From Ed Williams, retired editor of The Observer’s editorial pages.
Mecklenburg native James K. Polk’s name popped up recently during the kerfuffle about who’ll succeed Speaker of the House John Boehner. A top prospect was Wisconsin Republican Paul Ryan, but he’s said to want to be president. Only one Speaker has become president: James Knox Polk.
Born in 1795 in what’s now Pineville, Polk moved as a child to Tennessee. He came back to graduate from UNC, then returned to Nashville.
His name will come up again as Barack Obama’s term ends and experts consider his rank among presidents. Polk usually ranks among the top dozen of the 43 presidents.
Why so high? Though he served only one term (1845-49), Polk delivered on all “four great measures” he advocated during his campaign. Harry Truman called him a great president because he “said what he intended to do and did it.” Polk’s agenda:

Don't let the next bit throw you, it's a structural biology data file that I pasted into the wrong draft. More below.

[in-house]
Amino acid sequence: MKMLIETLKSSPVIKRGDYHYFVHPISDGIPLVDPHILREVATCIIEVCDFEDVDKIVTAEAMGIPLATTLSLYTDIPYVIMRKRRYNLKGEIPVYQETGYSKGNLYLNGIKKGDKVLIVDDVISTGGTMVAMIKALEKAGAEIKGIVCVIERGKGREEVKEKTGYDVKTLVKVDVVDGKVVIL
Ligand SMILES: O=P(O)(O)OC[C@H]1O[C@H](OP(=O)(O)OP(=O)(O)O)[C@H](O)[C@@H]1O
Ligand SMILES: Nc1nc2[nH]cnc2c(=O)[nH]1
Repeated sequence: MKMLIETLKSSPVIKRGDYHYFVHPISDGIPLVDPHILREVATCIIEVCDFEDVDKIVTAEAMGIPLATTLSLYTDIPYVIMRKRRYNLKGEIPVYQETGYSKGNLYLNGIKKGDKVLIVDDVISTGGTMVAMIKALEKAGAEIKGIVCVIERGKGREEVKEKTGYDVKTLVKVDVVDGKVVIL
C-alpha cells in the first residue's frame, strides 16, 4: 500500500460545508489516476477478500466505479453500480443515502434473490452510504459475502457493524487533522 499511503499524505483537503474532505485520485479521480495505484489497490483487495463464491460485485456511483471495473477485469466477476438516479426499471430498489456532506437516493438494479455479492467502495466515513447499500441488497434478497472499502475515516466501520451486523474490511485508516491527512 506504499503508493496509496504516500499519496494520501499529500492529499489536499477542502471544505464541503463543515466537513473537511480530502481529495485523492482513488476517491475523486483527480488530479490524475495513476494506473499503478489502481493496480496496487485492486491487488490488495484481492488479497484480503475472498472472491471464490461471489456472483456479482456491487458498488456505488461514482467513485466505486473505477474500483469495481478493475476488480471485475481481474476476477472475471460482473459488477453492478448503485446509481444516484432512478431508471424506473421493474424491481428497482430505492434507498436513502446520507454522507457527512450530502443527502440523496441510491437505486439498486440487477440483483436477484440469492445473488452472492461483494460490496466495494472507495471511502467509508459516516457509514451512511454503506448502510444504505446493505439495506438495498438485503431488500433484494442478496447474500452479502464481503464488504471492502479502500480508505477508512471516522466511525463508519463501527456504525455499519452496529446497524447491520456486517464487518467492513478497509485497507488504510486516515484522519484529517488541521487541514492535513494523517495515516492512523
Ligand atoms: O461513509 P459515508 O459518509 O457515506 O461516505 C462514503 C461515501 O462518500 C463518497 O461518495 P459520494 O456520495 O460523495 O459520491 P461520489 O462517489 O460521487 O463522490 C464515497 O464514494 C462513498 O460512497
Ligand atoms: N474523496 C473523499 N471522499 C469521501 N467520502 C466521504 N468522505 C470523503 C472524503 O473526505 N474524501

Tariffs. The Whigs, strong in the Northeast and border states, favored taxes on imported goods to protect this nation’s fledgling industries. Polk’s Democrats were strongest in the rural South, which had little industry but imported many goods that tariffs made more costly. Polk cut tariffs and encouraged freer trade.
Independent treasury. Polk created the U.S. Treasury to retain federal revenues, removing federal funds from private and state banks.
Oregon. Polk promised to acquire some or all of the Oregon country, where America and Great Britain disagreed about the boundary. His compromise secured territory that’s now Washington, Oregon and Idaho and parts of Montana and Wyoming.
California. Polk promised to acquire California and New Mexico from Mexico. When negotiations stalled, he sent troops to the disputed Rio Grande region. In 1846 war broke out. The 1848 peace agreement reduced Mexico’s size by half and increased our nation’s by a third, adding what are now California, Nevada, Utah, most of Arizona and parts of New Mexico, Colorado and Wyoming.
Polk championed Manifest Destiny, the belief that America was destined to span the continent. When his term ended America extended from the Atlantic to the Pacific.
While most Americans may not remember Polk, he’s honored by a pop cultural tribute – the 1996 song “James K. Polk” by the band They Might Be Giants.